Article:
There are many teams in the Southwest, and Texas teams have been managing wildfires, floods and events for several years. Some of those teams have recently managed incidents like the Texas wildfires in 2011, the Alabama tornadoes and the storms in Indiana, to name a few.
Patrick Repman, who heads the Permian Basin Type 3 IMT in Texas, said the team was created to help manage the influx of refugees after Katrina and Rita. Since then, the team has been used to assist a neighboring community during a refinery explosion; aided a community facing potentially catastrophic flooding; and help when a plane carrying both Mexican and United States officials crashed during a reconnaissance flight over the Mexican border.
Teams generally manage resources brought in for the incident and more, including:
• maintenance and upkeep of assets, including food, water, sanitary needs, fuel and equipment;
• tracking costs and other data related to the use of resources;
• provides orderly and manageable systems for the supervision of assets or span of control;
• providing information sharing and management;
• provides a systemic approach to ensuring safety of the resources and the public; and
• provides basic and detailed planning for operational needs, forecasting trends and probabilities and recording the incident scenario as it progresses.
Guidelines or Standards?
There are guidelines for the necessary training and experience someone needs to join a team, but to a large extent, it’s hypothesis, according to Grainer. Candidates are encouraged to complete certain core ICS and NIMS courses, and to take a course detailed to one of the various positions in a team. A candidate should also initiate a position task book, which is a mechanism whereby a person is evaluated and his or her capabilities and understanding are documented during real operating conditions.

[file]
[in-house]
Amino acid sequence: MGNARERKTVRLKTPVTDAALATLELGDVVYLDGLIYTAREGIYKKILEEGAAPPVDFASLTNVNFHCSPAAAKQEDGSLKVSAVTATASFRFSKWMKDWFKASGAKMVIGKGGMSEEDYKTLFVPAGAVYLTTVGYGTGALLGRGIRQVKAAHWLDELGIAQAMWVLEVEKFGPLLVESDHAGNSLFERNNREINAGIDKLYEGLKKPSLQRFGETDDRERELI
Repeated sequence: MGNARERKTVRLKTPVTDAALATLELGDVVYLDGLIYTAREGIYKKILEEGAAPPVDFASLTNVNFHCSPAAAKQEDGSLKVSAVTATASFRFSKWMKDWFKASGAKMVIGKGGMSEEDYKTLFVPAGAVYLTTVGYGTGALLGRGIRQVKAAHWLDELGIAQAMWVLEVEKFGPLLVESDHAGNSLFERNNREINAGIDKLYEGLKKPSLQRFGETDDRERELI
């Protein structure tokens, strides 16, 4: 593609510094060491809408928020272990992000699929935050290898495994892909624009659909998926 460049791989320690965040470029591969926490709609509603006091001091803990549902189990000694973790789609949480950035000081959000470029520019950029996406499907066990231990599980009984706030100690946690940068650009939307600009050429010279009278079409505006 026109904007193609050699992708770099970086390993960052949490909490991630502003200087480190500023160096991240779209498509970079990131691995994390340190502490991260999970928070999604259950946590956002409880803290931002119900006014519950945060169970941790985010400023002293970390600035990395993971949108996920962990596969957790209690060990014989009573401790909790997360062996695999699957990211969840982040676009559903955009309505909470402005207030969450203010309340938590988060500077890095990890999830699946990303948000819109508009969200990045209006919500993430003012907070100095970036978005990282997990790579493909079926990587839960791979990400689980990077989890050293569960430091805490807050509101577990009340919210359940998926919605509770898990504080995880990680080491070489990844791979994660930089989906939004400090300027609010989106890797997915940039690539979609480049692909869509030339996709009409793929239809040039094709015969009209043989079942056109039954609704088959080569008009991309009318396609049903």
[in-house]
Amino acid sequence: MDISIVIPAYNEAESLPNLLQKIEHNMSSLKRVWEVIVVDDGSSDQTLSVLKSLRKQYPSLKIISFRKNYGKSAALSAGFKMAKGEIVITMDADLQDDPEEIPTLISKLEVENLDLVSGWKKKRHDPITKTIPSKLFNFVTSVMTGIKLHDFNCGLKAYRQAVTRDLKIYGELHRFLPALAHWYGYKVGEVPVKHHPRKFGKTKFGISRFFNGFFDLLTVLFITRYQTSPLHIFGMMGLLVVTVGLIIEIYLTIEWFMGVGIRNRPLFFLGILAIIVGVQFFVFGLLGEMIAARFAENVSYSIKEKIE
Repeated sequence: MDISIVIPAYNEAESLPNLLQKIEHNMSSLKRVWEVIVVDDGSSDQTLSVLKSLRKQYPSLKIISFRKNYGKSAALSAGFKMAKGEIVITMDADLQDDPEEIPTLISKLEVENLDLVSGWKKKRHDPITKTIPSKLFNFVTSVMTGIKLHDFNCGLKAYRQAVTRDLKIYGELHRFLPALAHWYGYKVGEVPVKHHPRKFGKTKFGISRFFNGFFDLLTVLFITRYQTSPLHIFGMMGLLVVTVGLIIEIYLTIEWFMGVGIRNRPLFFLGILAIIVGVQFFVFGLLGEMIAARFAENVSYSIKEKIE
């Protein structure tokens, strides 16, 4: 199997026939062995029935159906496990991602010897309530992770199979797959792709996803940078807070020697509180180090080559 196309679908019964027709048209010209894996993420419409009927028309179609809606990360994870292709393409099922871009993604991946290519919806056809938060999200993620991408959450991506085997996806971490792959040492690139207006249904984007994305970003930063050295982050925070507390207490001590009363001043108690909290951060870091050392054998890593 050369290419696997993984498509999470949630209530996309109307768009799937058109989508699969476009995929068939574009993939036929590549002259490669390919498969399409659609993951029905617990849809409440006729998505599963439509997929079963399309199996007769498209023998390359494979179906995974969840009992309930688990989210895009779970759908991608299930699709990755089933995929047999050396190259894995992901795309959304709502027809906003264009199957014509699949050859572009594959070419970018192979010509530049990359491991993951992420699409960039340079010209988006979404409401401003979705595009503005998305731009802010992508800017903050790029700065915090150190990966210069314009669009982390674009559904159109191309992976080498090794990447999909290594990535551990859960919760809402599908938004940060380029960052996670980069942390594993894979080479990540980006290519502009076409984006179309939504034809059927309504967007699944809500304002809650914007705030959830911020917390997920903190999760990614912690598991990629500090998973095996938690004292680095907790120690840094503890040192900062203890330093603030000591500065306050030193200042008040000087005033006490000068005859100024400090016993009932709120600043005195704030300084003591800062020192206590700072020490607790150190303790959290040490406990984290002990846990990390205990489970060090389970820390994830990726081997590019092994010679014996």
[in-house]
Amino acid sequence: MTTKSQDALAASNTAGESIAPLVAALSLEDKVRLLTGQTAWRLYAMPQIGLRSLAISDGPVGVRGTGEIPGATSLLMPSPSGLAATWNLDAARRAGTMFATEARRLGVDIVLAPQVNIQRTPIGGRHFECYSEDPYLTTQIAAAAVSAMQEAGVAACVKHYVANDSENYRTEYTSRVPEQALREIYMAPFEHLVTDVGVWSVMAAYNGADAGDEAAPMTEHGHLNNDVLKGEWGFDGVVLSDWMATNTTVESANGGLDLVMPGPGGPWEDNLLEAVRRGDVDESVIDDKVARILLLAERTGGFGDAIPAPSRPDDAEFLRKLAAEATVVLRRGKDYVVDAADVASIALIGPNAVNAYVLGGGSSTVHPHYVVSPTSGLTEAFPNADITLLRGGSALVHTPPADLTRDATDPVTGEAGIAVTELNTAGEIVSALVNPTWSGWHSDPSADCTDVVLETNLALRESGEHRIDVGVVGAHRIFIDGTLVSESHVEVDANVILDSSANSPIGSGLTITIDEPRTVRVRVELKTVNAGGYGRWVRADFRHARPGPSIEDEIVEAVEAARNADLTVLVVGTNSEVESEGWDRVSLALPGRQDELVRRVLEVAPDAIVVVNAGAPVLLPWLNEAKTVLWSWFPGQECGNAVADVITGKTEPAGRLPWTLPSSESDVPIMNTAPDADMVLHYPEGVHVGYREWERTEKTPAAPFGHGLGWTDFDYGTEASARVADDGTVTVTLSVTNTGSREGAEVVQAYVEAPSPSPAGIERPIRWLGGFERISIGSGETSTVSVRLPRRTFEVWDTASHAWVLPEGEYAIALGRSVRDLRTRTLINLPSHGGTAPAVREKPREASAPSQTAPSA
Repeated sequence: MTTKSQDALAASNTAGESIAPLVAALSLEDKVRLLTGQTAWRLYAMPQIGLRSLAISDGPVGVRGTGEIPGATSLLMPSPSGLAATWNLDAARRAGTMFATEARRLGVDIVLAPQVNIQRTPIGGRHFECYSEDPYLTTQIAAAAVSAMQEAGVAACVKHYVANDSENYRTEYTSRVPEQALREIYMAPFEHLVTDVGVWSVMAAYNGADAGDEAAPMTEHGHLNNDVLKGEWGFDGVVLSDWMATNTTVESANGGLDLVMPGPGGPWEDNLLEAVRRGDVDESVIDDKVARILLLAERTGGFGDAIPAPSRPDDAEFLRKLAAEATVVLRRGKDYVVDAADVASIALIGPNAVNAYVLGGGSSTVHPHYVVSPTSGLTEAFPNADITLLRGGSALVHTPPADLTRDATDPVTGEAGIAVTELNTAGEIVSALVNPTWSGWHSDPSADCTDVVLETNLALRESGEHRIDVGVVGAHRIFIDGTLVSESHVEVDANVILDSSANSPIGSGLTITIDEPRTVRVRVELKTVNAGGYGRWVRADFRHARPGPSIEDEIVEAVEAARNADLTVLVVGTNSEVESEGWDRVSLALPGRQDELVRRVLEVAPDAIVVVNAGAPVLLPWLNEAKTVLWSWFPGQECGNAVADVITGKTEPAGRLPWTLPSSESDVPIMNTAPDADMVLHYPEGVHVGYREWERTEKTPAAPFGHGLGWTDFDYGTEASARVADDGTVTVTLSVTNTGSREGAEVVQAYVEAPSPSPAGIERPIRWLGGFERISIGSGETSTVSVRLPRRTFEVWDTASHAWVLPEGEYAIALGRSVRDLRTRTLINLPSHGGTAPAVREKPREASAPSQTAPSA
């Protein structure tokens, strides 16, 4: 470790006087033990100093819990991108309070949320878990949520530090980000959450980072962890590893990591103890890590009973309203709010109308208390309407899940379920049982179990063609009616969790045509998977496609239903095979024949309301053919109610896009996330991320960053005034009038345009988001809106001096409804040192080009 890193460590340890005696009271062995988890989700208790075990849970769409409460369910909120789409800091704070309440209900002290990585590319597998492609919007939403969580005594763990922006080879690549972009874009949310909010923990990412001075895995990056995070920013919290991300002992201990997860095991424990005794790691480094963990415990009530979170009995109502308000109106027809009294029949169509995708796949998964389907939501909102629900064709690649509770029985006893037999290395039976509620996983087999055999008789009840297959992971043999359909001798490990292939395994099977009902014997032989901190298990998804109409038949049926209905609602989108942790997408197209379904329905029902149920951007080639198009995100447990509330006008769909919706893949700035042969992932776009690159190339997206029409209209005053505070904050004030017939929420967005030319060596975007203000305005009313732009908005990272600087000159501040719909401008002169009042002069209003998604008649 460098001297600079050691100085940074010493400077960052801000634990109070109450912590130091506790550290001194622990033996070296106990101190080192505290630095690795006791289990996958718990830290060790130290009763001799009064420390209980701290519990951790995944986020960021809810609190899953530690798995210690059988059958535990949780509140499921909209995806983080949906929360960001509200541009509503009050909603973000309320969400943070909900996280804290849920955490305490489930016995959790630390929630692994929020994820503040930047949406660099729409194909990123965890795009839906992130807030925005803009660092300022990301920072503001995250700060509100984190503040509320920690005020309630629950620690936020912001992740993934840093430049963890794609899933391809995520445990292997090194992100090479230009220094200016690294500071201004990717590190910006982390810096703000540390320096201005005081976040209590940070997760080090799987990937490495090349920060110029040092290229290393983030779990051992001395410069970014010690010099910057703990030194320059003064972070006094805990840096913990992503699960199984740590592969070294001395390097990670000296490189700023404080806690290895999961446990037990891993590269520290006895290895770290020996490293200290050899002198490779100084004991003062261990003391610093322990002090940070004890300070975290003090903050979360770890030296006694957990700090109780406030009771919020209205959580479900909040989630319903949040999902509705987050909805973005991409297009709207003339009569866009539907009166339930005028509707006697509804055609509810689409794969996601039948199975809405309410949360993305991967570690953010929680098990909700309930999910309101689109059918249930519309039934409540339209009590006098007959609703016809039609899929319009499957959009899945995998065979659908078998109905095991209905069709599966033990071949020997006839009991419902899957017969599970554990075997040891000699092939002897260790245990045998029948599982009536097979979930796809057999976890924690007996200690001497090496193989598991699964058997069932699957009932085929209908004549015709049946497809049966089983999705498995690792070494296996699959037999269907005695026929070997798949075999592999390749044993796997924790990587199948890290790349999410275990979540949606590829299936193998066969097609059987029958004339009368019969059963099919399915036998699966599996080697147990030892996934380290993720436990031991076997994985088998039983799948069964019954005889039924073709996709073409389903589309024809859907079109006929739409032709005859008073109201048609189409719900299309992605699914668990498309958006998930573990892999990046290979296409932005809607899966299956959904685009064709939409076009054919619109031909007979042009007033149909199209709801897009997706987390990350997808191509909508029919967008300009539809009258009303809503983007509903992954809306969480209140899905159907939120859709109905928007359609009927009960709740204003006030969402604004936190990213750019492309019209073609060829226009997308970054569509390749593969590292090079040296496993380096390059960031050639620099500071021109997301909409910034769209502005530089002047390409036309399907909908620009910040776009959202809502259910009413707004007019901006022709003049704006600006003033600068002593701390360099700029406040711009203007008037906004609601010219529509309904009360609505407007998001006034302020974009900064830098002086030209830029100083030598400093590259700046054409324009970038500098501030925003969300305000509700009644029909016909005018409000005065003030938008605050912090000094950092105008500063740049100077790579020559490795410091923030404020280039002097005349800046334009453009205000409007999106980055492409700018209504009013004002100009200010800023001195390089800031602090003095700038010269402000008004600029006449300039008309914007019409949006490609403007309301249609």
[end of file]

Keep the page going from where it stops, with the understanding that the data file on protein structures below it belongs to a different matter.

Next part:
The problem so far with the task book is that there aren’t enough people with the proper experience and qualifications to evaluate others.
“This is one of the challenges — standardization,” Grainer said. “When we say standardization, we also have to acknowledge the fact that we’re not going to be able to adopt a national standard until we know where we want that standard to take us.”
Byrne said standardization is already happening. “We’re saying, if you join one of these teams, here’s a core set of things you need to know to be able to certify or qualify for say, plan session chief. That means you have to have a certain experience that’s been demonstrated and you have to have gone through a certain amount of training. What can you imagine is more NIMS compliant than that?”
The core courses provide standardization across the country, Byrne said, so anyone who has received certification can travel to an incident and know where they fit in and what to expect.
California, with its history of wildfires, has developed a number of efficient Type 1 and 2 teams, but is behind the curve on developing Type 3 teams, according to Brian Fennessy, assistant fire chief of the San Diego Fire-Rescue Department.
Fennessy said developing a Type 3 team has come with certain hurdles, namely credentialing and qualifications. “Incident management teams have for so long been fire-based, and the qualifications and standards really kind of surround the wildland fire community qualifications. It’s difficult to get a law enforcement officer to meet what the fire community views as say, operations chief qualifications.”